nutritional requirements to build your personalized daily vitamin formula. Monthly
blood tests allow to modify nutritional content of your pack to satisfy your body’s changing
needs.

Horizon 2

AI in drug discovery
 The development of a new drug is estimated at $2.6B. A lot of that money is effectively
wasted, as it is spent on the 9 out of 10 candidate therapies that fail somewhere between
phase I trials and regulatory approval.

 Artificial intelligence is transforming drug discovery, making the search for new
pharmaceuticals quicker, cheaper and more effective.

 Insilico Medicine, a Longevity Vision Fund portfolio company specializing in AI-based
drug discovery, is capable of designing, synthesizing and identifying a new drug target in just 46 days – in comparison to 2-3 years typically required using big pharma’s standard
approach without the support of this technology.

 Insilico Medicine also demonstrated its ability to identify thousands of new molecules
targeting the key coronavirus protein in just 4 days, which could serve as potential
medications.

 Schrodinger is another drug discovery company that is helping to advance COVID-19 drug
discovery efforts. In has partnered with Google Cloud, which is giving Schrödinger access
to its powerful computing capacity to accelerate discovery for its commercial partners and its
internal pipeline.

Gene therapy and editing
 Gene therapies alter an organism’s DNA by allowing therapeutic genetic material to be
added, altered or removed. Given the abundance of diseases where improper functioning of
genes plays an important role, gene therapy is a game changer and has already proved to be
lifesaving.

 Novartis is one of the companies pioneering gene therapy space. Its Zolgensma is one of the
first gene therapies to be approved and is the first and only gene therapy for children with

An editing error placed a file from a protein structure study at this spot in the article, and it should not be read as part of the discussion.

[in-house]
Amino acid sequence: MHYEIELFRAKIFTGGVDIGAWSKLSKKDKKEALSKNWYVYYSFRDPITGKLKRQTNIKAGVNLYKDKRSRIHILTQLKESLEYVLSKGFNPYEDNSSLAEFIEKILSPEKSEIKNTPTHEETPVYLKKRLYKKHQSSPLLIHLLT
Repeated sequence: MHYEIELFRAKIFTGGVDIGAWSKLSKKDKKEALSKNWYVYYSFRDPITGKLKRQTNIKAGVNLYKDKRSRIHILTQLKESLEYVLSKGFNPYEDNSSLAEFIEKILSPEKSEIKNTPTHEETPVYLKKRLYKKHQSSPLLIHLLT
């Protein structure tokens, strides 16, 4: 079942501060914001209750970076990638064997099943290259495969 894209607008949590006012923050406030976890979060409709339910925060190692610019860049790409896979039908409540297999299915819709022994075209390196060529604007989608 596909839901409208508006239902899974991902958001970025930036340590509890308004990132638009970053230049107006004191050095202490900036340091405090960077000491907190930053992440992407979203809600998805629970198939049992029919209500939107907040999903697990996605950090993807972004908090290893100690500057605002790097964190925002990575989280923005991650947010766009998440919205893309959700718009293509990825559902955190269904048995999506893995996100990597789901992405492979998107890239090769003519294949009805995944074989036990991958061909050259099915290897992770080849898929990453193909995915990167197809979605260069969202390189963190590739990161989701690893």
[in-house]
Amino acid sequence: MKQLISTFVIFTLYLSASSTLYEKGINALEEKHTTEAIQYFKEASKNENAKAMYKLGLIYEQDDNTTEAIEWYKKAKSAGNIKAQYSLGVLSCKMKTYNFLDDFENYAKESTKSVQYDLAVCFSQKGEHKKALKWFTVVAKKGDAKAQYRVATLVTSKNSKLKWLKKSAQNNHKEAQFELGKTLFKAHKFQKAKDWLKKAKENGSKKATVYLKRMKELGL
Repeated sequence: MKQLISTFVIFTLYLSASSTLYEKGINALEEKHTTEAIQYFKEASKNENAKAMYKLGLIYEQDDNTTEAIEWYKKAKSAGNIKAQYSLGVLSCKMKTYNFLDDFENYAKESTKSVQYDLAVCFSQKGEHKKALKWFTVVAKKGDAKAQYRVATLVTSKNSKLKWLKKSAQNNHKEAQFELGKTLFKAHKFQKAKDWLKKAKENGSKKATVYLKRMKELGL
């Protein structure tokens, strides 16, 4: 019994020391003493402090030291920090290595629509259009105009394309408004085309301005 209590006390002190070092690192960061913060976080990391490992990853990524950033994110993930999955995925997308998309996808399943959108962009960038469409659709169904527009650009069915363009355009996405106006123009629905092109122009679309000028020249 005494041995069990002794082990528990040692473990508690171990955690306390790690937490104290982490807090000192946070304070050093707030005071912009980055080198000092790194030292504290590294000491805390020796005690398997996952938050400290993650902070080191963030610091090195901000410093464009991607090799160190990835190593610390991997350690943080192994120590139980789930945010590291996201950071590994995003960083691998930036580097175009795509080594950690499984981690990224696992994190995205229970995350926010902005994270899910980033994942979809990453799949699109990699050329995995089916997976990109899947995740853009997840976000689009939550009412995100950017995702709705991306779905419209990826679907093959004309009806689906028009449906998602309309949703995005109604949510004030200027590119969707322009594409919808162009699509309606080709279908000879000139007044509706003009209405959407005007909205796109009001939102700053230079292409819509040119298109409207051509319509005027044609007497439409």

spinal muscular atrophy. Zolgensma was approved in 2019 and is already helping to save
lives.

 4DMT (another Longevity Vision Fund portfolio company) is a gene therapy company
developing next-generation gene therapies, more safe and effective. It is using ‘directed
evolution’ technology – a method, which mimics the process of natural selection towards a
certain goal, without waiting for random variations to occur over thousands of generations.

Cell therapies
 Cell therapy is a treatment where viable cells are injected or implanted into the patient’s
body to achieve a therapeutic effect – for example, by transplanting immune cells capable of
fighting cancer cells or grafting stem cells to regenerate diseased tissues.

 Approved therapies include Kymriah (by Novartis) and Yescarta (by Gilead), which help
treat hematologic cancers in children.

 Sigilon Therapeutics (a Longevity Vision Fund portfolio company) develops an
encapsulated cell therapy platform based on a new class of therapeutics.

 It can produce a wide range of proteins to treat serious chronic disorders in a durable,
controllable, and safe way without generating immune rejection or fibrosis.

Horizon 3